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Review: KJV TakeNote Bible

Review by Jonathan Ammon of Bible Reading Project The KJV TakeNote Bible (also available in a chocolate brown NKJV), a new wide-margin journaling Bible from Thomas Nelson, takes the grand old King James version and places it into a widely accessible journaling format for note taker’s and Bible lover’s. Though Crossway’s 2006 journaling Bible wasn’t the first on the scene (see Tyndale’s out of print Notemaker’s Bible) it made a splash in the Bible publishing world that took wide-margins further into the mainstream and introduced a format that appealed to avid note maker’s but didn’t intimidate the occasional scribbler. Thomas Nelson applied the philosophy behind the user friendly wide margin format and added a few improvements to make their TakeNote editions, which maximize current trends and advancements in Bible publishing. The most immediately noticeable feature of the Bible is its incredibly soft and flexible imitation leather cover. This is by far the best imitation leather cover I’ve handled. It’s both softer and more flexible than Crossway’s TruTone and features a handsome pebble grain finish. I was surprised by the suppleness, which easily performs the yoga position and allows the Bible to bend easily. It’s actually more supple than  some of the goatskin Bibles I’ve handled, and while this may not be a must for every reader it’s a great benefit when you have an edition that’s 7.5 inches wide...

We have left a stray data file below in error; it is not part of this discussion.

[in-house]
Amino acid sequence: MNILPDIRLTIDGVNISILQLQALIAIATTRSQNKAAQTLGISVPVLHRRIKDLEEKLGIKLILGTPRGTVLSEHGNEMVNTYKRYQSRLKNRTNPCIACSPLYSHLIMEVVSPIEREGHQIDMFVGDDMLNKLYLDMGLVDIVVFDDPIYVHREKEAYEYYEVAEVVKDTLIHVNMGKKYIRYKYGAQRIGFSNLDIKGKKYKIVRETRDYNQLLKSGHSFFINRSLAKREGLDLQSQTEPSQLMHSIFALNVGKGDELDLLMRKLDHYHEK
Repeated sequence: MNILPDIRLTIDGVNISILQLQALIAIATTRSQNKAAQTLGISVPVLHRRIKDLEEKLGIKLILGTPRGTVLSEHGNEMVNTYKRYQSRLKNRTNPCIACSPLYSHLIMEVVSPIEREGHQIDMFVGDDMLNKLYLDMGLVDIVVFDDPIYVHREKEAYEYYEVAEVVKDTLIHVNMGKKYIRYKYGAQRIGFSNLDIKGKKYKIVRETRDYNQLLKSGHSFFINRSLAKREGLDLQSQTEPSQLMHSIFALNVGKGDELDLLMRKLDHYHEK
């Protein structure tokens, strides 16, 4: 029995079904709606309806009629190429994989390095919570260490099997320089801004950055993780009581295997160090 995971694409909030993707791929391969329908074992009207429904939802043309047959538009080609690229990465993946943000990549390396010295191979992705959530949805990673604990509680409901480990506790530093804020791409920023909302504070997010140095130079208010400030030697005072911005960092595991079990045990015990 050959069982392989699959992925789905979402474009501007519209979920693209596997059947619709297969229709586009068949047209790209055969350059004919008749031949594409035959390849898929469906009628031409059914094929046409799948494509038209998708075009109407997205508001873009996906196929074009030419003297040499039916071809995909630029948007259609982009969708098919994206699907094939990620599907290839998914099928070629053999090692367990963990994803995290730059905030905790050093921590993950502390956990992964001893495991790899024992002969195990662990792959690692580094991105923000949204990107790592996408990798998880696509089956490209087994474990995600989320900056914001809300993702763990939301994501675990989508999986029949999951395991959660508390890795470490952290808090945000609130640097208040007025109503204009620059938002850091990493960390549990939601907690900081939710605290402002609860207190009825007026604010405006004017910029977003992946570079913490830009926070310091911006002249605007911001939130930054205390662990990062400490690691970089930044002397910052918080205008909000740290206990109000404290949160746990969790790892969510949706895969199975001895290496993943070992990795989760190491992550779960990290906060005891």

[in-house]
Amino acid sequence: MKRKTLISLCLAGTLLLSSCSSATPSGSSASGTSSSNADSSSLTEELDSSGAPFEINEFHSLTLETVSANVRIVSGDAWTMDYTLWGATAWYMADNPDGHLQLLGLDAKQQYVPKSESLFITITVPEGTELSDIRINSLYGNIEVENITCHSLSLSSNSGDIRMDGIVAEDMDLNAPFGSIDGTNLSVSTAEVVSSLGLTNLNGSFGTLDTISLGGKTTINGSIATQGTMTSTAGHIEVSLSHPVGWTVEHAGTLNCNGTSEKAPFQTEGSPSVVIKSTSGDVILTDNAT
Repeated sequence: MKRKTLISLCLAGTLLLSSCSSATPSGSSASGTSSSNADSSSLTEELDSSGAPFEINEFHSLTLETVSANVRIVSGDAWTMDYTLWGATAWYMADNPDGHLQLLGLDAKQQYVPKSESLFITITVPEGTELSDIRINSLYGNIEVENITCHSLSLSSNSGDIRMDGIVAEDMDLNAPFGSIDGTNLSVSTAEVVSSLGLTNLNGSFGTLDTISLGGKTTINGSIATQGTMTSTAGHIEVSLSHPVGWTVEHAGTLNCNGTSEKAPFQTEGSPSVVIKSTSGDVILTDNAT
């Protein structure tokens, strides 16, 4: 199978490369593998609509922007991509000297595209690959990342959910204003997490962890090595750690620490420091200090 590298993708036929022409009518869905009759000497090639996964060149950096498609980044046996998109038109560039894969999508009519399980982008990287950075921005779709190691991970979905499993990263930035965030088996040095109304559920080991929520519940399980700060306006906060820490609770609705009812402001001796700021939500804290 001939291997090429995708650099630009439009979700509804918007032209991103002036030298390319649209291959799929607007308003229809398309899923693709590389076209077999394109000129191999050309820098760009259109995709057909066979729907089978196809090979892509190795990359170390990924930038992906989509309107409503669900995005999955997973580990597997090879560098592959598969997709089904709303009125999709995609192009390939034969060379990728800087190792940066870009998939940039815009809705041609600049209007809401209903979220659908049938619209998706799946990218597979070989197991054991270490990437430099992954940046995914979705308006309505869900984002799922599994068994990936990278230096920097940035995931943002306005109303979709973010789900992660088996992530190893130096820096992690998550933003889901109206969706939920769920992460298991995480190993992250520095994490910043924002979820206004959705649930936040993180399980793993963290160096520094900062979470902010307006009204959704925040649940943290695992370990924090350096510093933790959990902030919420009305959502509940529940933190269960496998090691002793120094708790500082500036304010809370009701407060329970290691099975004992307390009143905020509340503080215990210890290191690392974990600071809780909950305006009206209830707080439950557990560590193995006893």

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Moms Bible, God’s Wisdom for Mothers, NCV

Moms Bible, God’s Wisdom for Mothers is a New Century Version Study/Devotional Bible that contains notes written to lead and guide mothers in her walk with God and in strengthening her relationship with her children. The Bible works to firmly establish in the minds of mothers how crucial their unique position of mom really is. Some of the features include book introductions, special sections that include articles, and a topical index. The special sections are interesting. It contains a very well written introductory paragraph on the topics of Creation, evolution, and science. Verses for meditation are highlighted. The notes are by far the best feature of this Bible. Most of the questions and answers are really good- short and sweet, and to the point. The hard cover seems sturdy. The fonts are nice and readable. I’m not sure of this font-size, but it looks like 8-point. I don’t really like how the New Century Version reads. If the goal was to go with a modern version I would have preferred the New King James. Some verses, such as Isaiah 9:6, lose impact. This Bible suggests that you should write notes in the margin of your Bible, but the margins are too small to write notes of any significance. The floral printing in the margin is pretty, but it would have been better to have a slightly larger, clear margin...